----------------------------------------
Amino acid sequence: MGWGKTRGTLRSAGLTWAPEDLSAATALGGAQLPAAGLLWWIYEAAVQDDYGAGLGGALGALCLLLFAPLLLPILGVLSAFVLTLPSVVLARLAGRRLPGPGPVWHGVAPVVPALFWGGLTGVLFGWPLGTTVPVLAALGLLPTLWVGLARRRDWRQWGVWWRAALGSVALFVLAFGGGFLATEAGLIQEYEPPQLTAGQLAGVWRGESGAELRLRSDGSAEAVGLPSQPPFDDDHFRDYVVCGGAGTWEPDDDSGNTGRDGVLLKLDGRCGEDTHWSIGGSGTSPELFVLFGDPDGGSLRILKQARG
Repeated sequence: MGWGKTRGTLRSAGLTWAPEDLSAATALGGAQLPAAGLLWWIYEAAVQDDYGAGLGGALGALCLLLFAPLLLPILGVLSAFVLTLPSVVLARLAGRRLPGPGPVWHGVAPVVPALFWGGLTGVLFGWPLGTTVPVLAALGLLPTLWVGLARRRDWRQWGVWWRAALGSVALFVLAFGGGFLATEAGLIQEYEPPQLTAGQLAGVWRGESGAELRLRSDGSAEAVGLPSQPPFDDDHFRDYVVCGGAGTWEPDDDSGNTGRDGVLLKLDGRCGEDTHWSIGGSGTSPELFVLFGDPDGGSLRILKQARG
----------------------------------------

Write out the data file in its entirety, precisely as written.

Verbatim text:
Amino acid sequence: MGWGKTRGTLRSAGLTWAPEDLSAATALGGAQLPAAGLLWWIYEAAVQDDYGAGLGGALGALCLLLFAPLLLPILGVLSAFVLTLPSVVLARLAGRRLPGPGPVWHGVAPVVPALFWGGLTGVLFGWPLGTTVPVLAALGLLPTLWVGLARRRDWRQWGVWWRAALGSVALFVLAFGGGFLATEAGLIQEYEPPQLTAGQLAGVWRGESGAELRLRSDGSAEAVGLPSQPPFDDDHFRDYVVCGGAGTWEPDDDSGNTGRDGVLLKLDGRCGEDTHWSIGGSGTSPELFVLFGDPDGGSLRILKQARG
Repeated sequence: MGWGKTRGTLRSAGLTWAPEDLSAATALGGAQLPAAGLLWWIYEAAVQDDYGAGLGGALGALCLLLFAPLLLPILGVLSAFVLTLPSVVLARLAGRRLPGPGPVWHGVAPVVPALFWGGLTGVLFGWPLGTTVPVLAALGLLPTLWVGLARRRDWRQWGVWWRAALGSVALFVLAFGGGFLATEAGLIQEYEPPQLTAGQLAGVWRGESGAELRLRSDGSAEAVGLPSQPPFDDDHFRDYVVCGGAGTWEPDDDSGNTGRDGVLLKLDGRCGEDTHWSIGGSGTSPELFVLFGDPDGGSLRILKQARG